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  • Occasional Hope
    commented on 's reply
    Good point. In fact, two good points. It's not looking good for CJ...

  • Dundee42
    replied
    But wouldn't 2 banned ingredients in the supplement be unlikely? Surely he wouldn't be the only person taking the supplement so wouldn't there be a plethora of positive cases?

    Leave a comment:


  • Occasional Hope
    replied
    I do think a supplement is at least possible as ostarine has a history of being found as an unheralded ingredient.

    Leave a comment:


  • Occasional Hope
    commented on 's reply
    He's the most high profile British athlete to be positive since Dwain Chambers.

  • Occasional Hope
    commented on 's reply
    Not surprising really - Darren had already lost an Olympic title to someone we're pretty sure was doping in Sydney.

  • Dundee42
    replied
    Sad whether it was deliberate or otherwise as I've always thought cj was anything but a doper, be interesting to see what the reason was when it unravels.
    I just hope we don't get fed alot of burrito bullshit or similar.

    Leave a comment:


  • sidelined
    replied
    Does anyone know how long this stuff stays in the body? I'm wondering when he would have consumed it. The team had already been in Japan for - what - three weeks or so.

    I'm finding this extremely depressing, whatever the true story is.

    Leave a comment:


  • LoveSprints1
    commented on 's reply
    It was Darren Campbell.

  • Grassmarket
    commented on 's reply
    This is very true, actually. Have a look at Uk Sports doping list sometime. It is never well-known names in any sport. It’s always second-rate rugby players, boxers with losing records, third division cyclists etc etc. Guys just hanging on by their fingernails to status of “Professional Athletes”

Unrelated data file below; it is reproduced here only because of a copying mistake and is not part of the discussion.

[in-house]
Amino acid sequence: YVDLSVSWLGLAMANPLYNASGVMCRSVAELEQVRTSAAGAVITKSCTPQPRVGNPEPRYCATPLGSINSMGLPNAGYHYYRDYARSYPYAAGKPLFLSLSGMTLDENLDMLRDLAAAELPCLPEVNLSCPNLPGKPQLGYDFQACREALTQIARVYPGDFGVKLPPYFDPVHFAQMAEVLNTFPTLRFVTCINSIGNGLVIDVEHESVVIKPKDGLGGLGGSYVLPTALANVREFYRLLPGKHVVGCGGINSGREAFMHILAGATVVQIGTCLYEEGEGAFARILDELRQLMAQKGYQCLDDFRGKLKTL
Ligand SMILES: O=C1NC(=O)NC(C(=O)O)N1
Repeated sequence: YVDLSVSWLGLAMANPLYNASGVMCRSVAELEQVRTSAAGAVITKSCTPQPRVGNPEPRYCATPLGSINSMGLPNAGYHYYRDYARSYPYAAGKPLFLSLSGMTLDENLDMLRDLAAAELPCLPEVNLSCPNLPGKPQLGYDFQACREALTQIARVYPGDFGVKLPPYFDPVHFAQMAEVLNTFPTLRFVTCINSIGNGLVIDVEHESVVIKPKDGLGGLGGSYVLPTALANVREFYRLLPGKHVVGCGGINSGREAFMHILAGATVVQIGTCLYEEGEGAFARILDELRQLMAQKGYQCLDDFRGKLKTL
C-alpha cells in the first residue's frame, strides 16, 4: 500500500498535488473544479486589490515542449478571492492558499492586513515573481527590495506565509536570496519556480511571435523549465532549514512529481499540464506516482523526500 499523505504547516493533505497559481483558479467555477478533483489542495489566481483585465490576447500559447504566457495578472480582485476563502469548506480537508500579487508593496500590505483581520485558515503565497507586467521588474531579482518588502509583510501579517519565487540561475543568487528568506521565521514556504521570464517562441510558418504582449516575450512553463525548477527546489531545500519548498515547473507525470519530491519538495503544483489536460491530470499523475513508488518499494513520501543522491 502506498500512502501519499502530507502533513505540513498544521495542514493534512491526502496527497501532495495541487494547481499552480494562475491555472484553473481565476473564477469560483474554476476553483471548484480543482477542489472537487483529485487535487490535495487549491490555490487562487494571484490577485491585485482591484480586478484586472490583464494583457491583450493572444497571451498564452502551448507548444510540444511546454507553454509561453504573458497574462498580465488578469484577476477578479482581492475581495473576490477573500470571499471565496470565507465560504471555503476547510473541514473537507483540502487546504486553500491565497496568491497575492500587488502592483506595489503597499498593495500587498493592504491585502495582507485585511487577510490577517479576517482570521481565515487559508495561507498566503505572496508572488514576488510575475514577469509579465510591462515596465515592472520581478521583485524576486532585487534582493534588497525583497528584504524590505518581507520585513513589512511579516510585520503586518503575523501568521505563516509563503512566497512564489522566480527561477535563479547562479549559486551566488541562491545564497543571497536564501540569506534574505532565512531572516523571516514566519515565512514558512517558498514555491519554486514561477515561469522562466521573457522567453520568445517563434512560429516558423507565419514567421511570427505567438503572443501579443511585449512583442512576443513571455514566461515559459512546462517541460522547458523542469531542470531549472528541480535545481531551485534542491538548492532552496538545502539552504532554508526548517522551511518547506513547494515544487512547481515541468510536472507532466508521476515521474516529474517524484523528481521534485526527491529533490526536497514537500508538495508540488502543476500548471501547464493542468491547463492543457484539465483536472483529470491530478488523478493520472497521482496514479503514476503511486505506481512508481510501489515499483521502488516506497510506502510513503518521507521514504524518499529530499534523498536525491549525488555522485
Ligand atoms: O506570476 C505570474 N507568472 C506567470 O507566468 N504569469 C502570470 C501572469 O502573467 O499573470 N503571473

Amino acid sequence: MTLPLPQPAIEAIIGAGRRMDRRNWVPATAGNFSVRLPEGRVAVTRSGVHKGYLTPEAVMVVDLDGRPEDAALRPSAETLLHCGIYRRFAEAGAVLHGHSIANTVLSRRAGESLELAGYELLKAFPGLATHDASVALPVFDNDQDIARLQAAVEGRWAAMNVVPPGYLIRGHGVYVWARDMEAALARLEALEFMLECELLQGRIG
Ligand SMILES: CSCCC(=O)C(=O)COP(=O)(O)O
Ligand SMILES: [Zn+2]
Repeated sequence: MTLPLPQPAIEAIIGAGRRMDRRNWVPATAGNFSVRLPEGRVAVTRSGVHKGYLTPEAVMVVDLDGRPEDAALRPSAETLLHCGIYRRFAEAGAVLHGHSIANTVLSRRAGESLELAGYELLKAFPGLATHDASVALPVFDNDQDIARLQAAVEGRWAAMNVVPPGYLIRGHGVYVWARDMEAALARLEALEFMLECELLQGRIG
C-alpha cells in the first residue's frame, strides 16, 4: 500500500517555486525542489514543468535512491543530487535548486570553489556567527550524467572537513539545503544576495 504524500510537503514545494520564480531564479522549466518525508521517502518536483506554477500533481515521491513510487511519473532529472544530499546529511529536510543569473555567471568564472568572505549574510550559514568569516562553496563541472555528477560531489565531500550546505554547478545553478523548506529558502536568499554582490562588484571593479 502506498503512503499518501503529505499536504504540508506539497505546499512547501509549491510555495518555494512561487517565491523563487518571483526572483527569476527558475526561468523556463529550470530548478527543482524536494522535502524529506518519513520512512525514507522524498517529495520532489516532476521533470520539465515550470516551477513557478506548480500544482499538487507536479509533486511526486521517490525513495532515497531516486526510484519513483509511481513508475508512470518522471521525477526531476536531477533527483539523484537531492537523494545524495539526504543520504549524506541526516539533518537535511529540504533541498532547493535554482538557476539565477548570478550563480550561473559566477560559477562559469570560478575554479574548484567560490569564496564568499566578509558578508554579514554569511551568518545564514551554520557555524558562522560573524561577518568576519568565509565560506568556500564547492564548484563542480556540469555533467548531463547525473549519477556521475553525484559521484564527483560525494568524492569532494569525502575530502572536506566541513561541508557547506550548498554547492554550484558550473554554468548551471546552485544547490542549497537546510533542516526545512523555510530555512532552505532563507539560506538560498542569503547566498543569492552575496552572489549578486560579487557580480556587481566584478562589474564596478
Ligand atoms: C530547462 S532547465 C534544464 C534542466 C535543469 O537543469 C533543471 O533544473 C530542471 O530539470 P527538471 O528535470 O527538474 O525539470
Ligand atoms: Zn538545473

• JamieSLA
    commented on 's reply
    I think it was Darren Campbell that took exception to Chambers, could be wrong.

  • jjimbojames
    commented on 's reply
    Absolutely, but I do think it’s harder to be as distant when people remember athletes coming up the ranks, train with / race against them etc - and it’s really rare for British athletes to be caught, so it’s less of a “oh, another one” etc.

    Interesting responses on Twitter, with some athletes silent, some backing him. General population seems to be livid for the other relay boys or people from other countries berating the “Brits Don’t Dope” mentality. Ironically, some saying it’s because Brits are protected, when it’s a Brit that’s been caught!

  • trickstat
    commented on 's reply
    That was particularly pointless. However, they did seem to have an effect as, at the age of 24 having been competing in the sport since she was about 13, she hadn't broken 12 seconds.

  • larkim
    commented on 's reply
    Ladyloz - yes, but even then they are putting faith in a batch process which they have no control over. It's fine to retain 1 in the box of 20 supplement tablets each time as evidence too, but even then the strict liability would mean they are bang to rights if a substance is found; so in Ujah's case, the silver medal would be gone no matter whether he was at fault or not.

  • Ursus
    replied
    Ujah’s apparently already said to British Athletics that he doesn’t know how the drugs got in his system.

    Which may be true. But we’ve heard all this before so many times and if it was an American for instance we’d pretty much all be saying “yeah, whatever”.

    Leave a comment:


  • trevorp
    replied
    Originally posted by Ladyloz View Post
    ... there are incentives to dope beyond winning medals and running super quick times too.
    True - remember Bernice Wilson who gorged on stuff to take her to the giddy heights of 11.57/23.77.

    Leave a comment:

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